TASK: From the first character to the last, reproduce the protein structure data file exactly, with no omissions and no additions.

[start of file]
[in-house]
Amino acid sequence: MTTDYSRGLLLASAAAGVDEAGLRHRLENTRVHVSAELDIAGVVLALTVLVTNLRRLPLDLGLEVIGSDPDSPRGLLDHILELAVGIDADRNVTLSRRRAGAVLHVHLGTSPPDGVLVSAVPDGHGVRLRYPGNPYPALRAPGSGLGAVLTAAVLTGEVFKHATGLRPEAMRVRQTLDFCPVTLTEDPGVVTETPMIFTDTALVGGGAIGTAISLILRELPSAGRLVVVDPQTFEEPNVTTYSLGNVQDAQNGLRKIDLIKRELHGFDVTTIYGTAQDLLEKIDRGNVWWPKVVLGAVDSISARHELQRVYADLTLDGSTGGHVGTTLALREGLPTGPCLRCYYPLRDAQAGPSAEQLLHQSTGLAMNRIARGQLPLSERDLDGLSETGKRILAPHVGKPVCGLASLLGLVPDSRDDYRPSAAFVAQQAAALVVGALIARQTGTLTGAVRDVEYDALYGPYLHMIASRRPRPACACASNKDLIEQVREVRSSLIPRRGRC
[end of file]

[in-house]
Amino acid sequence: MTTDYSRGLLLASAAAGVDEAGLRHRLENTRVHVSAELDIAGVVLALTVLVTNLRRLPLDLGLEVIGSDPDSPRGLLDHILELAVGIDADRNVTLSRRRAGAVLHVHLGTSPPDGVLVSAVPDGHGVRLRYPGNPYPALRAPGSGLGAVLTAAVLTGEVFKHATGLRPEAMRVRQTLDFCPVTLTEDPGVVTETPMIFTDTALVGGGAIGTAISLILRELPSAGRLVVVDPQTFEEPNVTTYSLGNVQDAQNGLRKIDLIKRELHGFDVTTIYGTAQDLLEKIDRGNVWWPKVVLGAVDSISARHELQRVYADLTLDGSTGGHVGTTLALREGLPTGPCLRCYYPLRDAQAGPSAEQLLHQSTGLAMNRIARGQLPLSERDLDGLSETGKRILAPHVGKPVCGLASLLGLVPDSRDDYRPSAAFVAQQAAALVVGALIARQTGTLTGAVRDVEYDALYGPYLHMIASRRPRPACACASNKDLIEQVREVRSSLIPRRGRC